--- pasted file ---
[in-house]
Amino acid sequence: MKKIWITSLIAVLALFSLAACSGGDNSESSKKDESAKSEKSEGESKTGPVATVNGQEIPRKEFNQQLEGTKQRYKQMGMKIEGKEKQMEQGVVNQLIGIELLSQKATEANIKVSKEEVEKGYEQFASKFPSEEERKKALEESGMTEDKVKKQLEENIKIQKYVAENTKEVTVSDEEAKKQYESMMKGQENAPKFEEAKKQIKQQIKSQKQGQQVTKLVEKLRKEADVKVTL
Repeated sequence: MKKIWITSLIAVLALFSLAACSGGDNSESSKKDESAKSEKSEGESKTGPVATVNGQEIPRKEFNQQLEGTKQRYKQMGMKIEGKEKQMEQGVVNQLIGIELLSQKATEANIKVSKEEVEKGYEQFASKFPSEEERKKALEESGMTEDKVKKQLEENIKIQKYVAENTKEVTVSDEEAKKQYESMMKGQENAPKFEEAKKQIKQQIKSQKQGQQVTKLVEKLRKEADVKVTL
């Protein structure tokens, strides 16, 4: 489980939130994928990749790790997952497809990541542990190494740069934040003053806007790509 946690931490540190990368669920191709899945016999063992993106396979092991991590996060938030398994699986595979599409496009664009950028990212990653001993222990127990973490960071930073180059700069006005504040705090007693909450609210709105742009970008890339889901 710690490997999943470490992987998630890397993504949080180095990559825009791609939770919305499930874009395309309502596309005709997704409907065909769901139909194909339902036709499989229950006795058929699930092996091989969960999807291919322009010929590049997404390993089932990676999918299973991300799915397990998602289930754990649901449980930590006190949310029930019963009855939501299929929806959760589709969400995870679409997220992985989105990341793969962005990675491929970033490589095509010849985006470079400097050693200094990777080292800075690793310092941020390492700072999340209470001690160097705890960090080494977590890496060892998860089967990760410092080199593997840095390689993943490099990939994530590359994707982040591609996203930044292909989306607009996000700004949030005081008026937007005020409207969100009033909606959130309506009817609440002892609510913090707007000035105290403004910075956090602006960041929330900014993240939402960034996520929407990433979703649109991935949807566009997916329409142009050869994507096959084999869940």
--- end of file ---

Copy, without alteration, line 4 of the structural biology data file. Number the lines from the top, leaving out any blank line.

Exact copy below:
């Protein structure tokens, strides 16, 4: 489980939130994928990749790790997952497809990541542990190494740069934040003053806007790509 946690931490540190990368669920191709899945016999063992993106396979092991991590996060938030398994699986595979599409496009664009950028990212990653001993222990127990973490960071930073180059700069006005504040705090007693909450609210709105742009970008890339889901 710690490997999943470490992987998630890397993504949080180095990559825009791609939770919305499930874009395309309502596309005709997704409907065909769901139909194909339902036709499989229950006795058929699930092996091989969960999807291919322009010929590049997404390993089932990676999918299973991300799915397990998602289930754990649901449980930590006190949310029930019963009855939501299929929806959760589709969400995870679409997220992985989105990341793969962005990675491929970033490589095509010849985006470079400097050693200094990777080292800075690793310092941020390492700072999340209470001690160097705890960090080494977590890496060892998860089967990760410092080199593997840095390689993943490099990939994530590359994707982040591609996203930044292909989306607009996000700004949030005081008026937007005020409207969100009033909606959130309506009817609440002892609510913090707007000035105290403004910075956090602006960041929330900014993240939402960034996520929407990433979703649109991935949807566009997916329409142009050869994507096959084999869940």